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Ellie Green
9 min read

Salary benchmarking: A guide for employers

Benchmarking salaries is vital for organisations to remain competitive in the hiring landscape. Learn how to ensure your pay keeps pace with the market.

A turbulent economic landscape has put significant pressure on UK workers, with our research showing 57% are worried about their salary due to the cost-of-living crisis. As a result, many are looking for salaries that keep up with inflation, with a quarter saying they would change jobs for a 6-10% pay increase.

For employers, this makes the implementation of fair and competitive compensation packages crucial to the attraction and retention of top talent. That’s where salary benchmarking can help.

In this guide, we look at what salary benchmarking is, why it’s so important to employers, and outline how your organisation can start effectively benchmarking salaries.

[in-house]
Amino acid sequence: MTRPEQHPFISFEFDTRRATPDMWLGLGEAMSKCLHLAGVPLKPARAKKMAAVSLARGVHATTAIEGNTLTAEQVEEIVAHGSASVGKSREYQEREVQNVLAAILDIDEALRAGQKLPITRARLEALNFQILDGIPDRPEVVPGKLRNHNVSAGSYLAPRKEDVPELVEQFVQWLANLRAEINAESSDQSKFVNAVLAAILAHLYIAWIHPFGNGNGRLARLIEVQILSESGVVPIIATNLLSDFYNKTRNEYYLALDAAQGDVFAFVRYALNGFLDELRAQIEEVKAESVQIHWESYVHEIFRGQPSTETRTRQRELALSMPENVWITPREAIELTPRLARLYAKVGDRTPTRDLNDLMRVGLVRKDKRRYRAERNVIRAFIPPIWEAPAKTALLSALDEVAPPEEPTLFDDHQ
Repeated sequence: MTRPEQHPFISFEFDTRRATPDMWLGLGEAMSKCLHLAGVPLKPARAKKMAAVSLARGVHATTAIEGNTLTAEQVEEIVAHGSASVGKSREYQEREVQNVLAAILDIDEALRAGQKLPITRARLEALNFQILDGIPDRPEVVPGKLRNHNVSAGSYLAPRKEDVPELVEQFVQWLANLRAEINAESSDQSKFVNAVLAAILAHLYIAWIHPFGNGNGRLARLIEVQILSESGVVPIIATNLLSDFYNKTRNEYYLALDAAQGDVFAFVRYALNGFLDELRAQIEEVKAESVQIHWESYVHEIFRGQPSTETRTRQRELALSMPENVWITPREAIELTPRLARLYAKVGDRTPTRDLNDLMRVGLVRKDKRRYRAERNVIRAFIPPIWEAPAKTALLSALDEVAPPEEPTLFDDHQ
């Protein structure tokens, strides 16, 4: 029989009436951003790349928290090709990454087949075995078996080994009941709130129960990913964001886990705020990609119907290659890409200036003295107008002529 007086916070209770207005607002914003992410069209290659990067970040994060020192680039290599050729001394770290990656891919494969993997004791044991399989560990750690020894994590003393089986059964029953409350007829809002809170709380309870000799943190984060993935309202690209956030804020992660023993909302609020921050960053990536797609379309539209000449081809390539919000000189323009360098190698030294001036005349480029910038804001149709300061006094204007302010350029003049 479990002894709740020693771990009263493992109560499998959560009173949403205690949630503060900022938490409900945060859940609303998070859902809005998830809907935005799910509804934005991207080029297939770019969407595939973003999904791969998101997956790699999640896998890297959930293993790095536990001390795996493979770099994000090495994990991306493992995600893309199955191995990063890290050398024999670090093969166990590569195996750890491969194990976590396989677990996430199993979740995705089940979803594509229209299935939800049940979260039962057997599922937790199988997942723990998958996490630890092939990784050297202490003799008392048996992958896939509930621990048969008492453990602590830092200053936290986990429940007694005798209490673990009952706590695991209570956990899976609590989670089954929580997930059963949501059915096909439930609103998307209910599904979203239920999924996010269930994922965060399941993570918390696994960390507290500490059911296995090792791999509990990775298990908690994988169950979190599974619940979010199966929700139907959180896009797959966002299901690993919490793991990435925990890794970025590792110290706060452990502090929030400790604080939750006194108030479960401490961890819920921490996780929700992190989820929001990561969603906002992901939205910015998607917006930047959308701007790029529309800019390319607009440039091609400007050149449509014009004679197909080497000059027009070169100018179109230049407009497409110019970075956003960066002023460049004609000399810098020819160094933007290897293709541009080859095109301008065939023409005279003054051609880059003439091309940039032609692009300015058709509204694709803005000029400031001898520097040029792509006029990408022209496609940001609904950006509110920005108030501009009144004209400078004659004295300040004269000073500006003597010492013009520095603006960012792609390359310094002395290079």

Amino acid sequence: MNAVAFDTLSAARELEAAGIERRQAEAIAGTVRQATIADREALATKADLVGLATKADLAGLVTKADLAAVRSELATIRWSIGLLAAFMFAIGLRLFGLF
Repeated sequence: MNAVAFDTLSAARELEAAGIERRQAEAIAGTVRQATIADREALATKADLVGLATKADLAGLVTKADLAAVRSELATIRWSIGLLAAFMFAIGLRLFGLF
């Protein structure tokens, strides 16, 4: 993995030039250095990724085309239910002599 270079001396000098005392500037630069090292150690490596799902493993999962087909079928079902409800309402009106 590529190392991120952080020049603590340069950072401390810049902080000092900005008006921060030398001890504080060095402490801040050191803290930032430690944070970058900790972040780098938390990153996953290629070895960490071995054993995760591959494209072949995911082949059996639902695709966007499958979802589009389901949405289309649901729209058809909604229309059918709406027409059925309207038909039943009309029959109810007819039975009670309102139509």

What is salary benchmarking?

Salary benchmarking, also known as compensation benchmarking, is the process of compiling, collating and analysing external market data on salaries. The findings of this analysis can then be compared with an organisation’s current compensation packages, allowing them to adjust their offering to remain competitive within the market.

While comparing basic pay alone helps to simplify the salary benchmarking process, it will often consider the overall compensation package, taking into account additional rewards, such as:

Who is responsible for salary benchmarking?

HR and employee reward specialists are typically responsible for salary benchmarking. The process requires the management of a considerable amount of internal and external data sources, with employers often relying on a third-party compensation professional service for support.

Why is salary benchmarking important?

While employee wants to receive compensation that aligns with the value they bring to an organisation, our research shows that over a third of UK workers are unhappy with their current salary. However, by benchmarking salaries, employers can ensure their offering is competitive with the wider market and reflects an employee’s contribution to organisational goals and objectives.